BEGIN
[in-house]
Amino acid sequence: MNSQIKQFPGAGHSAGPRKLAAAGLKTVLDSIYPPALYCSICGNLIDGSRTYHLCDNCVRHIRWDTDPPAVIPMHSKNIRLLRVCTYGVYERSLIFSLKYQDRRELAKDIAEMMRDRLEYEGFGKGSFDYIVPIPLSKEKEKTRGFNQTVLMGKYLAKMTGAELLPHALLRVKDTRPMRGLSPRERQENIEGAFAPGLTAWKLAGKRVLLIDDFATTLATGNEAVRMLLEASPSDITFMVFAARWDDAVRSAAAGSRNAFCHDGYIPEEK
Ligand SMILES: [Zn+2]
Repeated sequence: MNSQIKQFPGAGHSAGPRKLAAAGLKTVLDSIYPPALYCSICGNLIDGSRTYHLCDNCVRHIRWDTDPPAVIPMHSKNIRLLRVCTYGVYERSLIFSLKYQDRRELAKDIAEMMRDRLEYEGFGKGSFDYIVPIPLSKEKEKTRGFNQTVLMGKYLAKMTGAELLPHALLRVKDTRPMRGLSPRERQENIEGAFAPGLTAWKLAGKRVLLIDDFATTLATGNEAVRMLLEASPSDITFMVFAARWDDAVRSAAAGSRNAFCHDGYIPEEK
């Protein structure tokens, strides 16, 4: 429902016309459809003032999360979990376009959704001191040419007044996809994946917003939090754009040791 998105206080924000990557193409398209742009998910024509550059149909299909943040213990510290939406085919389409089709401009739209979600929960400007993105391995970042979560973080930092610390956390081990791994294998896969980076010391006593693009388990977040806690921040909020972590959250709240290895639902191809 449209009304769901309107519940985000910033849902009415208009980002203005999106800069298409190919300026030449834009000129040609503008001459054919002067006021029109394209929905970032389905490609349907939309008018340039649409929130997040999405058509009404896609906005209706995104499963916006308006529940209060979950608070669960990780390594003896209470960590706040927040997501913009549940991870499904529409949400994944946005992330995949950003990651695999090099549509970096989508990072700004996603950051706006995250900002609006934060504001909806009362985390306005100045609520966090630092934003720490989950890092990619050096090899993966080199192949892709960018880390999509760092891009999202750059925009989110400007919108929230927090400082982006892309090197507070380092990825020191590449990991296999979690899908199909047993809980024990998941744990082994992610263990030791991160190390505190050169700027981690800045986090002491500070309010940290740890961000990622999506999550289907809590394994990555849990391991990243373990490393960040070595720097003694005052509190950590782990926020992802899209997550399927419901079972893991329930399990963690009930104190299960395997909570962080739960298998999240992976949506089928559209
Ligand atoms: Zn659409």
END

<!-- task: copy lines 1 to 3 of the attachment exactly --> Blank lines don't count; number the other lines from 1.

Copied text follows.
[in-house]
Amino acid sequence: MNSQIKQFPGAGHSAGPRKLAAAGLKTVLDSIYPPALYCSICGNLIDGSRTYHLCDNCVRHIRWDTDPPAVIPMHSKNIRLLRVCTYGVYERSLIFSLKYQDRRELAKDIAEMMRDRLEYEGFGKGSFDYIVPIPLSKEKEKTRGFNQTVLMGKYLAKMTGAELLPHALLRVKDTRPMRGLSPRERQENIEGAFAPGLTAWKLAGKRVLLIDDFATTLATGNEAVRMLLEASPSDITFMVFAARWDDAVRSAAAGSRNAFCHDGYIPEEK
Ligand SMILES: [Zn+2]